Doreen Fowler may be best known for her psychological studies of Southern fiction, especially the work of William Faulkner, but in recent years she has turned to the work of Flannery O’Connor, exploring the intersection of race issues and psychological theory in O’Connor’s thought and fiction. Fowler’s 2013 book, Drawing the Line: The Father Reimagined in Faulkner, Wright, O’Connor, and Morrison (U of Virginia P) is a significant product of her O’Connor interests, drawing on several earlier journal articles on O’Connor. Her 2011 article in Arizona Quarterly, “Flannery O’Connor’s Productive Violence,” shows her continued commitment to developing fresh readings of O’Connor’s fiction that are built upon a strong theoretical foundation.
A professor of English at the University of Kansas, Fowler will lead seminars for the Institute that will examine race in O’Connor’s writing, and she will deliver a public lecture on July 9 entitled, “Flannery O’Connor’s Racial Politics.” During her week with the Institute, she will be available to meet individually with NEH Summer Scholars to discuss their own O’Connor projects and to offer advice and direction on their research and writing, and she will be a practical resource for anyone interested in comparing O’Connor’s work to other literary authors. More information on Professor Fowler.
Virginia Wray is well known to O’Connor scholars for her service as the first editor of the Flannery O’Connor Society newsletter, Cheers!, as the second president of the O’Connor Society, and for her invaluable articles on O’Connor’s writing, particularly O’Connor’s apprentice writing and her unfinished novel, Why Do the Heathen Rage?. A seminar leader at the first Flannery O’Connor Summer Institute in 2007, she received some of the highest evaluations from NEH Summer Scholars who praised the practicality of her seminars and her insights into teaching.
The W.C. Brown Professor of English as well as the Vice President for Academic Services and Dean of Faculty at Lyon College, Professor Wray will lead seminars focused on the themes of charity and accusations of racism in relation to O’Connor, and she will deliver a public lecture entitled, “‘So Much to be Thankful For’: Maritain Introduces Aquinas to the Modern World,” on July 21. During her week at the Institute, she welcomes individual meetings with NEH Summer Scholars to discuss issues related both to teaching and scholarship. More information on Professor Wray.
Gary Ciuba has focused much of his career on the intersection of religion and violence. In 2007, this led to his second book, Desire, Violence, and Divinity in Modern Southern Fiction: Katherine Anne Porter, Flannery O’Connor, Cormac McCarthy, Walker Percy (Louisiana State UP). The importance of this book was recognized when it was awarded the 2008 C. Hugh Holman Award by the Society for the Study of Southern Literature as the year’s best work in Southern literary studies. Since then, he has twice returned to examine violence and faith in O’Connor: an essay published in the Flannery O’Connor Review and an essay in Susan Srigley’s recent collection Dark Faith: New Essays on Flannery O’Connor’s The Violent Bear It Away.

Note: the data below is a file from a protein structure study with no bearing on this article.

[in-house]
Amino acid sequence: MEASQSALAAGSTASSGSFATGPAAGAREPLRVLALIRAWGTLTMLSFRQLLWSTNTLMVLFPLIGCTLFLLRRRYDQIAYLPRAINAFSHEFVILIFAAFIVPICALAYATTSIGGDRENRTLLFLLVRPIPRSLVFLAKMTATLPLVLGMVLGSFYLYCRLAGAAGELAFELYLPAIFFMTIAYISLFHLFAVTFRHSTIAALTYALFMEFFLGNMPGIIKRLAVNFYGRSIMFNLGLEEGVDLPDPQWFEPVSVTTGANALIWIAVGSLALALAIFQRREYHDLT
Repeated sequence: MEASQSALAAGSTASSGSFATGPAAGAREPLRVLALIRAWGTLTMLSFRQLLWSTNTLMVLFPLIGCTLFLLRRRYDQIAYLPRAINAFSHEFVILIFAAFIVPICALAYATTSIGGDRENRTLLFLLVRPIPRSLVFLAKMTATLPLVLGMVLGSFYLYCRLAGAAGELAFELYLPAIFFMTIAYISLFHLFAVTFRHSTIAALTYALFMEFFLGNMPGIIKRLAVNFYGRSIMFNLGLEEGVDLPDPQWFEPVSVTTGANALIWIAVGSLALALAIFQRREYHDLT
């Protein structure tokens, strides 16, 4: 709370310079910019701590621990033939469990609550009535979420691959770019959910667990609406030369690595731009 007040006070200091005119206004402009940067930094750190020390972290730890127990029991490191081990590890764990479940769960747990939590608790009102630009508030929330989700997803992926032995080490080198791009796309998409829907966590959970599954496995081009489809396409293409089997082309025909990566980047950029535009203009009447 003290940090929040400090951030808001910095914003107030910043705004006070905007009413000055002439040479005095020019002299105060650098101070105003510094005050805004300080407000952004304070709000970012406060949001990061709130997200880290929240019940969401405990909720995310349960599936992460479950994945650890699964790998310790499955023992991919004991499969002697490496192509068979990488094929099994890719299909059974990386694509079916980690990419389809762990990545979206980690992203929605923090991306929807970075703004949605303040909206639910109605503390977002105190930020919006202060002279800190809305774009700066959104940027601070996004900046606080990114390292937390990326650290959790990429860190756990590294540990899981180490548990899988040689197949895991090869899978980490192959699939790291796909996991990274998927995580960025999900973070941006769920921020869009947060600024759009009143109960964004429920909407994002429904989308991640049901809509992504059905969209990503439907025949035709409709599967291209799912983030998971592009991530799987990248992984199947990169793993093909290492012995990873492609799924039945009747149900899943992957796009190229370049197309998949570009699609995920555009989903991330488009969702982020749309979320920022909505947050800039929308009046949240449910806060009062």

A professor of English at Kent State University, Trumbull Campus, Professor Ciuba will lead seminars for the Summer Institute on the subject of Girardian violence in O’Connor and deliver a formal lecture on July 7 entitled “Exposing the Victim / Victimizing the Exposé: Parody and Persecution in ‘The Partridge Festival.'" During his week with the Institute in Milledgeville, he will seek to meet individually with all NEH Summer Scholars, welcoming questions, comments, and project ideas that involve examining violence in O’Connor’s writing and faith. More information on Professor Ciuba.
Christina Bieber Lake burst onto the scene of O’Connor studies with the publication of a widely admired study of O’Connor’s theological vision, The Incarnational Art of Flannery O’Connor (Mercer UP), and she has continued to examine O’Connor’s work from the cutting edge of theory in her 2013 book, Prophets of the Posthuman: American Fiction, Biotechnology, and the Ethics of Personhood (U of Notre Dame P). In addition, she has essays on O’Connor related to the intersection of science and ethics that are set to appear in two forthcoming collections, one from Oxford UP and the other from UP of Kentucky.
An Associate Professor of English at Wheaton College, Professor Lake will lead seminars for the Summer Institute connecting cognitive psychology, neuroscience, and the ethics of personhood to O’Connor, and she will deliver a public lecture on July 14 entitled, “What Exactly is ‘Wise Blood’: Flannery O’Connor, Literary Darwinism, and the Question of Human Universals.” During her week with the institute, she will be available to meet individually with all NEH Summer Scholars interested in her comments and advice concerning their O’Connor projects and teaching. More information on Professor Lake.